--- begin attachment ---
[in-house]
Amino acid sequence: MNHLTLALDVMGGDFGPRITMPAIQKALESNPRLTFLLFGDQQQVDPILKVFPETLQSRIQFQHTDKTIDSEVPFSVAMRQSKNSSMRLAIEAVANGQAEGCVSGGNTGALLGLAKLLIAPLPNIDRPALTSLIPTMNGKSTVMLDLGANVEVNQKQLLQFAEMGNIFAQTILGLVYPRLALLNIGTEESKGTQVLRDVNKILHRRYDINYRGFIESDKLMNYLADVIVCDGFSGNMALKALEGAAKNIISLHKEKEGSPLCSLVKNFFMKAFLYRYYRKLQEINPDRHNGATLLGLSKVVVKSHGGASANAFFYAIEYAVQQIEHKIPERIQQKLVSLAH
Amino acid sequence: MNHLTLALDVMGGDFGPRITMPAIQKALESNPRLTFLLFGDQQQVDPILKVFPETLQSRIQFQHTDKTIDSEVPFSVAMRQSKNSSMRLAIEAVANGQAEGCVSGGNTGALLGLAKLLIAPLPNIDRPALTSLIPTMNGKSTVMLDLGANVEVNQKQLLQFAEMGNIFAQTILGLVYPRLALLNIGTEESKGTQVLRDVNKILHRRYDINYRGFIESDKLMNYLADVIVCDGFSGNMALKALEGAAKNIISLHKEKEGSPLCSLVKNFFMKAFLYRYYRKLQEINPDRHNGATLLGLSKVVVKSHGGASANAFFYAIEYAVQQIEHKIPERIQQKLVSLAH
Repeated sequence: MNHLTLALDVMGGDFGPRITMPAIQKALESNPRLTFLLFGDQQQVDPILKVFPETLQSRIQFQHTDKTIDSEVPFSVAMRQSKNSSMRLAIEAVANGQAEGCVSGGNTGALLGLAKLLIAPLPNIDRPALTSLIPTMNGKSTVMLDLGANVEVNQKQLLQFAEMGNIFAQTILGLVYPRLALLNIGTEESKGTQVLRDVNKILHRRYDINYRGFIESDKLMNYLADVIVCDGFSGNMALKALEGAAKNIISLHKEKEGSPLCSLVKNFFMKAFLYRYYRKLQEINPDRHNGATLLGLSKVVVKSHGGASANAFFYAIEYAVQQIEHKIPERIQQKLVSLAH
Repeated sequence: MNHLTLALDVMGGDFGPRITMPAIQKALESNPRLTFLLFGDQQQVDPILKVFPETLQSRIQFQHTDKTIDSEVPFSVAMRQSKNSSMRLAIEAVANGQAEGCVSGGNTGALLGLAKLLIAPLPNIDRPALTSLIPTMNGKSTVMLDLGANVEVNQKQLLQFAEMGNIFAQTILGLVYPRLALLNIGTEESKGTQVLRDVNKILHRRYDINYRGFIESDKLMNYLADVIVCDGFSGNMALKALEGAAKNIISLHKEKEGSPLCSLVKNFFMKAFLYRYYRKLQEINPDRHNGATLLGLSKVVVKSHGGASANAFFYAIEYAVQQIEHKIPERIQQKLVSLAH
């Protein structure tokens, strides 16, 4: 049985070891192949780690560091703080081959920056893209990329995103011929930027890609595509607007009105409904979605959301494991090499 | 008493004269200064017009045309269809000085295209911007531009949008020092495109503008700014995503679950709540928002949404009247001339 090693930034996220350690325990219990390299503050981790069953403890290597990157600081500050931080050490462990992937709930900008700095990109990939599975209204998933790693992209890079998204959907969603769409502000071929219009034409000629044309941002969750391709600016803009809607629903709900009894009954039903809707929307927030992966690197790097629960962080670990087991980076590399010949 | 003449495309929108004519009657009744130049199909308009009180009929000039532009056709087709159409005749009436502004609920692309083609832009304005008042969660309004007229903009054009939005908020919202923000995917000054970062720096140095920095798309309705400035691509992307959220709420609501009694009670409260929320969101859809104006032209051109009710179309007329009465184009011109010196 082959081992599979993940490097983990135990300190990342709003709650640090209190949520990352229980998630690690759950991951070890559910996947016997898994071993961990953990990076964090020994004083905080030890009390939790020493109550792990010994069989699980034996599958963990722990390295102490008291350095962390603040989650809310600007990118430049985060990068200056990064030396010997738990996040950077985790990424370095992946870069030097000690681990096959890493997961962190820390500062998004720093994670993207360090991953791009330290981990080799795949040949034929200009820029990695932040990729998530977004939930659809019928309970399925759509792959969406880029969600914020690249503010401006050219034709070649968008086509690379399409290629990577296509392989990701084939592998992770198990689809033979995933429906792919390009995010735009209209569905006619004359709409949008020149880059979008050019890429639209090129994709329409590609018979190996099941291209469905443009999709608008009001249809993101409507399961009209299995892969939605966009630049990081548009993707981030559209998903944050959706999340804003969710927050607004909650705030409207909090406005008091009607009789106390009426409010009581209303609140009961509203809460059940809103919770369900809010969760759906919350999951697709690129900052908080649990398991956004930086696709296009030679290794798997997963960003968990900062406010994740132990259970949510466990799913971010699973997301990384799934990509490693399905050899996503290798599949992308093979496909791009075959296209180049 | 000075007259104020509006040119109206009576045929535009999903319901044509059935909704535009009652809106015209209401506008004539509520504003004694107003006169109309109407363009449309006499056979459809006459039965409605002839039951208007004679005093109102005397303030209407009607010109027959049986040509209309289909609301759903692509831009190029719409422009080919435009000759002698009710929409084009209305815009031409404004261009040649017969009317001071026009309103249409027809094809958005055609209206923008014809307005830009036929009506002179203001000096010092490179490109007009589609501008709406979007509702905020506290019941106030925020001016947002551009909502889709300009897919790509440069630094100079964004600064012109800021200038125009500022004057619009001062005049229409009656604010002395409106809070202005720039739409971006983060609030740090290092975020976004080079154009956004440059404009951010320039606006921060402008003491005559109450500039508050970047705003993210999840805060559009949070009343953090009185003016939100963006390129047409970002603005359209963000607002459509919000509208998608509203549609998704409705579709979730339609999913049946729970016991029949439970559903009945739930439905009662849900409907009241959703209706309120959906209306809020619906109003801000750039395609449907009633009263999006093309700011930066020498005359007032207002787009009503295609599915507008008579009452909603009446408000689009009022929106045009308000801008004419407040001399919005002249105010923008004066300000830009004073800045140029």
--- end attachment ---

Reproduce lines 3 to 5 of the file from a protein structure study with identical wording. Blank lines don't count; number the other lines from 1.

Amino acid sequence: MNHLTLALDVMGGDFGPRITMPAIQKALESNPRLTFLLFGDQQQVDPILKVFPETLQSRIQFQHTDKTIDSEVPFSVAMRQSKNSSMRLAIEAVANGQAEGCVSGGNTGALLGLAKLLIAPLPNIDRPALTSLIPTMNGKSTVMLDLGANVEVNQKQLLQFAEMGNIFAQTILGLVYPRLALLNIGTEESKGTQVLRDVNKILHRRYDINYRGFIESDKLMNYLADVIVCDGFSGNMALKALEGAAKNIISLHKEKEGSPLCSLVKNFFMKAFLYRYYRKLQEINPDRHNGATLLGLSKVVVKSHGGASANAFFYAIEYAVQQIEHKIPERIQQKLVSLAH
Repeated sequence: MNHLTLALDVMGGDFGPRITMPAIQKALESNPRLTFLLFGDQQQVDPILKVFPETLQSRIQFQHTDKTIDSEVPFSVAMRQSKNSSMRLAIEAVANGQAEGCVSGGNTGALLGLAKLLIAPLPNIDRPALTSLIPTMNGKSTVMLDLGANVEVNQKQLLQFAEMGNIFAQTILGLVYPRLALLNIGTEESKGTQVLRDVNKILHRRYDINYRGFIESDKLMNYLADVIVCDGFSGNMALKALEGAAKNIISLHKEKEGSPLCSLVKNFFMKAFLYRYYRKLQEINPDRHNGATLLGLSKVVVKSHGGASANAFFYAIEYAVQQIEHKIPERIQQKLVSLAH
Repeated sequence: MNHLTLALDVMGGDFGPRITMPAIQKALESNPRLTFLLFGDQQQVDPILKVFPETLQSRIQFQHTDKTIDSEVPFSVAMRQSKNSSMRLAIEAVANGQAEGCVSGGNTGALLGLAKLLIAPLPNIDRPALTSLIPTMNGKSTVMLDLGANVEVNQKQLLQFAEMGNIFAQTILGLVYPRLALLNIGTEESKGTQVLRDVNKILHRRYDINYRGFIESDKLMNYLADVIVCDGFSGNMALKALEGAAKNIISLHKEKEGSPLCSLVKNFFMKAFLYRYYRKLQEINPDRHNGATLLGLSKVVVKSHGGASANAFFYAIEYAVQQIEHKIPERIQQKLVSLAH